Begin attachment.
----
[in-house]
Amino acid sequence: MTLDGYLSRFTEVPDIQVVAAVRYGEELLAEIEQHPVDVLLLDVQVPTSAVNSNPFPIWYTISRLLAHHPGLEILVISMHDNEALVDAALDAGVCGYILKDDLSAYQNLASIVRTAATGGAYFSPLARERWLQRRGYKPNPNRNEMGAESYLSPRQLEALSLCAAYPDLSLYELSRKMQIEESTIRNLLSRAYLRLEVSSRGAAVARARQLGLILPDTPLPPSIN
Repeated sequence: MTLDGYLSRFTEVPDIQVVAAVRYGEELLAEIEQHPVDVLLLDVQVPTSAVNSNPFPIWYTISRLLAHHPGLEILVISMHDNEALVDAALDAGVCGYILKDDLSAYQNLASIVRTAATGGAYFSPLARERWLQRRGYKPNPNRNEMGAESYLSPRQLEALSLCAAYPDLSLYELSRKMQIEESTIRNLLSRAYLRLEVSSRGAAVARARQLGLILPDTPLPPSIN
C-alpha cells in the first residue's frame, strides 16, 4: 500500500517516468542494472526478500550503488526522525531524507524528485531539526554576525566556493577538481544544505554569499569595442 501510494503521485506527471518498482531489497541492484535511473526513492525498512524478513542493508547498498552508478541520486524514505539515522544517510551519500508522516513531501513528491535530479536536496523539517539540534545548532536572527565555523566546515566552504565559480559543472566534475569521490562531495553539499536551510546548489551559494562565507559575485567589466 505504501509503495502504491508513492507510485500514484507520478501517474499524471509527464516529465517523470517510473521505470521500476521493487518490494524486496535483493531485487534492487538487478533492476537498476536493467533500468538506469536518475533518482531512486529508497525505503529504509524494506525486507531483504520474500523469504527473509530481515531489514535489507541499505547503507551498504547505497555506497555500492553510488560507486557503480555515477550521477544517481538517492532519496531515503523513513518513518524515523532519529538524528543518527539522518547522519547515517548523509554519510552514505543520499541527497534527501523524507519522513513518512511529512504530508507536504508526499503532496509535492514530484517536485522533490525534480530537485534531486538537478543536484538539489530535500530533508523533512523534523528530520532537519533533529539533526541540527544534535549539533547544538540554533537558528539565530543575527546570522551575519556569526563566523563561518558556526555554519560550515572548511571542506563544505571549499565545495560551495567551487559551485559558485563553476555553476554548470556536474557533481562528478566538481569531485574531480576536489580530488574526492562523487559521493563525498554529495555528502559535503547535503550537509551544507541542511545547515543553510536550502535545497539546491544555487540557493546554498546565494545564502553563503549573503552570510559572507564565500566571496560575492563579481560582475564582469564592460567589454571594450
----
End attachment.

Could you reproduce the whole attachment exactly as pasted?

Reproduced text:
[in-house]
Amino acid sequence: MTLDGYLSRFTEVPDIQVVAAVRYGEELLAEIEQHPVDVLLLDVQVPTSAVNSNPFPIWYTISRLLAHHPGLEILVISMHDNEALVDAALDAGVCGYILKDDLSAYQNLASIVRTAATGGAYFSPLARERWLQRRGYKPNPNRNEMGAESYLSPRQLEALSLCAAYPDLSLYELSRKMQIEESTIRNLLSRAYLRLEVSSRGAAVARARQLGLILPDTPLPPSIN
Repeated sequence: MTLDGYLSRFTEVPDIQVVAAVRYGEELLAEIEQHPVDVLLLDVQVPTSAVNSNPFPIWYTISRLLAHHPGLEILVISMHDNEALVDAALDAGVCGYILKDDLSAYQNLASIVRTAATGGAYFSPLARERWLQRRGYKPNPNRNEMGAESYLSPRQLEALSLCAAYPDLSLYELSRKMQIEESTIRNLLSRAYLRLEVSSRGAAVARARQLGLILPDTPLPPSIN
C-alpha cells in the first residue's frame, strides 16, 4: 500500500517516468542494472526478500550503488526522525531524507524528485531539526554576525566556493577538481544544505554569499569595442 501510494503521485506527471518498482531489497541492484535511473526513492525498512524478513542493508547498498552508478541520486524514505539515522544517510551519500508522516513531501513528491535530479536536496523539517539540534545548532536572527565555523566546515566552504565559480559543472566534475569521490562531495553539499536551510546548489551559494562565507559575485567589466 505504501509503495502504491508513492507510485500514484507520478501517474499524471509527464516529465517523470517510473521505470521500476521493487518490494524486496535483493531485487534492487538487478533492476537498476536493467533500468538506469536518475533518482531512486529508497525505503529504509524494506525486507531483504520474500523469504527473509530481515531489514535489507541499505547503507551498504547505497555506497555500492553510488560507486557503480555515477550521477544517481538517492532519496531515503523513513518513518524515523532519529538524528543518527539522518547522519547515517548523509554519510552514505543520499541527497534527501523524507519522513513518512511529512504530508507536504508526499503532496509535492514530484517536485522533490525534480530537485534531486538537478543536484538539489530535500530533508523533512523534523528530520532537519533533529539533526541540527544534535549539533547544538540554533537558528539565530543575527546570522551575519556569526563566523563561518558556526555554519560550515572548511571542506563544505571549499565545495560551495567551487559551485559558485563553476555553476554548470556536474557533481562528478566538481569531485574531480576536489580530488574526492562523487559521493563525498554529495555528502559535503547535503550537509551544507541542511545547515543553510536550502535545497539546491544555487540557493546554498546565494545564502553563503549573503552570510559572507564565500566571496560575492563579481560582475564582469564592460567589454571594450